Four years ago, this profession was in crisis. And, almost immediately upon the passage of the Sarbanes-Oxley Act, the brunt of the impact of the Act was thrust upon it. And yet, the profession did not resist what the Act required of it; instead, it courageously and without hesitation accepted the challenges that the Act required it to make. The profession did not shy away from its problems, but faced them head-on and in so doing has become stronger. Of all those that were responsible for the financial reporting problems of the last few years, the accounting profession is one group that has had the guts to say that it made mistakes but also has quietly gone about making the changes that Sarbanes-Oxley required it to make.
Today, because of those actions, the profession finds itself in a unique situation where many outside of the profession have been awakened to the significance that this profession has.
The Importance of Communication
In 1799, a French engineer in Napoleon’s army occupying Egypt uncovered an ancient Egyptian stone monument that came to be called the Rosetta Stone.
The stone is inscribed with a decree written by the priests of Memphis in 196 B.C. But what is most significant about the Rosetta Stone is that the decree is written in three different languages, including ancient hieroglyphics and Greek. Using the Rosetta Stone, scholars were able to translate the ancient hieroglyphics thereby opening a door of discovery into the mysteries and wonders of the ancient Egyptians.
Today, the Rosetta Stone rests in the British Museum in London, standing as a testament to the importance of communication.
In its purest form, accounting is communication. It is the language of business, and as accountants we, as least for the most part, understand it. However, to many others, accounting is about as unintelligible as hieroglyphics, and the accounting profession as a whole is about as mysterious as the ancient Egyptians.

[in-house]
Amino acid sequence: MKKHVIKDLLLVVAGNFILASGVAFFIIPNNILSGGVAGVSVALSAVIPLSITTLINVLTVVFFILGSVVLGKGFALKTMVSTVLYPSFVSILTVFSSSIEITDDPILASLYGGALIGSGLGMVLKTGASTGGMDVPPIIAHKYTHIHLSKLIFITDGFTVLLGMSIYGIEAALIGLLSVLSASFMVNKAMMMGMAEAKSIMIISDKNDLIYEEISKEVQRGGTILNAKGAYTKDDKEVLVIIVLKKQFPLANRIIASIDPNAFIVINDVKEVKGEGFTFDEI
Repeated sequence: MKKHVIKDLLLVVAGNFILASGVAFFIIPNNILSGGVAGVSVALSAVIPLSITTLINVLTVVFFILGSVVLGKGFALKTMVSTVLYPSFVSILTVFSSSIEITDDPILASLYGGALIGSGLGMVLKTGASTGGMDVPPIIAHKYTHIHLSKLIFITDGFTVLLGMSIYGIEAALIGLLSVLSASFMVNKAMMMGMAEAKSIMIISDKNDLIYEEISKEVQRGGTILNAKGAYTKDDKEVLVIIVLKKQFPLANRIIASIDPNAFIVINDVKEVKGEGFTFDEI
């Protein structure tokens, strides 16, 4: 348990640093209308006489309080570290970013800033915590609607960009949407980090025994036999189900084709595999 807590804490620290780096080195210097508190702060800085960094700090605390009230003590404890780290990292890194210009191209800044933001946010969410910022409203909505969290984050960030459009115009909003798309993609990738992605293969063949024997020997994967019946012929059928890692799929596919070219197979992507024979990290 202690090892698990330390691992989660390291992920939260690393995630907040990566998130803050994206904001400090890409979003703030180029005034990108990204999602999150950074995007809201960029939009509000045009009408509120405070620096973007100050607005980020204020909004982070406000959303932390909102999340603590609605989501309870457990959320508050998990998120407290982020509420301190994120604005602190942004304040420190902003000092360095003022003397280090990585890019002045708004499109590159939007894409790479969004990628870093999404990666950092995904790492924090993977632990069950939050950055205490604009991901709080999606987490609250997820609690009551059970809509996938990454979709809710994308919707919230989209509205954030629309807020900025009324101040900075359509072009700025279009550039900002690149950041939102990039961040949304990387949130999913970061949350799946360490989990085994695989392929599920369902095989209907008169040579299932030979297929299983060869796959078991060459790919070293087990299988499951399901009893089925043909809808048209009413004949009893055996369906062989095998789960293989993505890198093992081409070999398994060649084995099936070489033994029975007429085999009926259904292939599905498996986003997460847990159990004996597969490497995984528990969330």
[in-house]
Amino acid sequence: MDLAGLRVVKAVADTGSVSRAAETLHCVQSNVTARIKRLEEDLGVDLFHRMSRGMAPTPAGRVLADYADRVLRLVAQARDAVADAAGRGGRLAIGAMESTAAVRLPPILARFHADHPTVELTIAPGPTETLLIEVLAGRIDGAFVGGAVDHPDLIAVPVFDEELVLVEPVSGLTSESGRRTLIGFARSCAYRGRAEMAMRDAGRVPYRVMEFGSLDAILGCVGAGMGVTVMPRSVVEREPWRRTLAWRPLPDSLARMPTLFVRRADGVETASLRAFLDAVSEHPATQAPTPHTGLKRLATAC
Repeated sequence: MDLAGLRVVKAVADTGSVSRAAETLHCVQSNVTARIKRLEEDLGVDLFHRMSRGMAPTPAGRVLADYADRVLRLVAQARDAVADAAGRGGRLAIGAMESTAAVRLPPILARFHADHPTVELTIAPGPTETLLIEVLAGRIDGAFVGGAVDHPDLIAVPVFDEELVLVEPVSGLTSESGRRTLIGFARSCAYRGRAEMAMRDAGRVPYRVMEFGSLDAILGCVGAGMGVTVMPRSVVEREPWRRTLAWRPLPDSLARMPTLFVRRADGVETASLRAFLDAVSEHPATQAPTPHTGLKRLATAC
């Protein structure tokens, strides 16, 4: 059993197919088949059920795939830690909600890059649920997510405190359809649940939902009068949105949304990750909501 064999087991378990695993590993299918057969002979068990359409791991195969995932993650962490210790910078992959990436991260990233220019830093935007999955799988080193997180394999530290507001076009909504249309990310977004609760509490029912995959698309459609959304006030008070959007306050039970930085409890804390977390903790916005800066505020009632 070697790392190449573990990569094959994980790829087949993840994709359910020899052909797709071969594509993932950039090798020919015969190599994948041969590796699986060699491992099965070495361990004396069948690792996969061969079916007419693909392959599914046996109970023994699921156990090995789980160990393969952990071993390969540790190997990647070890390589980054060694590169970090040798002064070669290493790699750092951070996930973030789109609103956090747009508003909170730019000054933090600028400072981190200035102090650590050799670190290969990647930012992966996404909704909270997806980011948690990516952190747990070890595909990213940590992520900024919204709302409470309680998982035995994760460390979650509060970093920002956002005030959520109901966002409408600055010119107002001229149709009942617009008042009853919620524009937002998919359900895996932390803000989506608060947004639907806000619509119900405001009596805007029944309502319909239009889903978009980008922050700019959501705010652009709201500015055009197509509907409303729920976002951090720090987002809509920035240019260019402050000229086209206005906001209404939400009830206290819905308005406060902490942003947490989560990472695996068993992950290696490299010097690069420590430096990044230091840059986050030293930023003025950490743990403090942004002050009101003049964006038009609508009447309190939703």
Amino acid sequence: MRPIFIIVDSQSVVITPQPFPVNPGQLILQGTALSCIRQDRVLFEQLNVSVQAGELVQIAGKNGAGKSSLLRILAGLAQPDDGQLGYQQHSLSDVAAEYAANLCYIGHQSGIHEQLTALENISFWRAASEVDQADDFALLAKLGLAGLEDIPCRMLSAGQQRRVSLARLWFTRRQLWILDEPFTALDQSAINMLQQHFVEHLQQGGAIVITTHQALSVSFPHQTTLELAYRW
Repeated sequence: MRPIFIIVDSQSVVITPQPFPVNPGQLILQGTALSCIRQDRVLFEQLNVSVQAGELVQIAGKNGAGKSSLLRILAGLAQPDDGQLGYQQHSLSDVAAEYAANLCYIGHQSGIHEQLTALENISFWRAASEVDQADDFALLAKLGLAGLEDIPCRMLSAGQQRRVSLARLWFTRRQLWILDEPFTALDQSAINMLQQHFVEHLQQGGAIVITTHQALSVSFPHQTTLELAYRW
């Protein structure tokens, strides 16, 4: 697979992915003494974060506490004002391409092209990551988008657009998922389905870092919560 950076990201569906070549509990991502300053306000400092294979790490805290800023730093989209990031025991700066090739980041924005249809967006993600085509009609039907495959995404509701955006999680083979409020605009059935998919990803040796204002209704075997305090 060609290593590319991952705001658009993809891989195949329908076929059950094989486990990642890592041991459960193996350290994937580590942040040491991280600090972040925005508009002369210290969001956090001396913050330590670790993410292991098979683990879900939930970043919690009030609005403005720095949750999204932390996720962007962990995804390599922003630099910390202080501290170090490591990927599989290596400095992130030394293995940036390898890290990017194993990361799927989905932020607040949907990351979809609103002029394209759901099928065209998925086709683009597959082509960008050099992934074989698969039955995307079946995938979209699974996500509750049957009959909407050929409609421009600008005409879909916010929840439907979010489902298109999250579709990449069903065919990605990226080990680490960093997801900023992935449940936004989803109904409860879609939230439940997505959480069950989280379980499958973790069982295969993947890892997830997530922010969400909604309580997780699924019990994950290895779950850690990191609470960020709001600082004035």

Now, with so much focus being placed on the accounting profession, it is critical that we find ways to bridge this gap and open a door that will allow non-accountants to better understand what we do and why.
There are many outside the accounting profession that have only recently awakened to the significance that this profession possesses. And, some of those are wary as to how the profession will use its influence. We must not disregard such concerns, but find ways to address them.
To the extent that such concerns raise legitimate issues, we should react accordingly and make appropriate changes, and to the extent that they are not, we should not ignore those concerns, but explain in clear terms why they are not valid.
Through communication – by being open to the views of others and responding to them in terms that they will understand the profession can help demystify what it does and allow others to more fully appreciate its true value.
Complexities of Financial Reporting
A former leader of the accounting profession that truly understood the importance of communication was Leonard Spacek. Leonard Spacek was a great communicator. If you are not familiar with his works, I highly recommend them. What is most poignant about his writings and speeches is that much of what he wrote and spoke about is highly relevant today.
A favorite topic of his was the complexities of financial reporting. Speaking to the Financial Analysts Federation, Leonard Spacek said: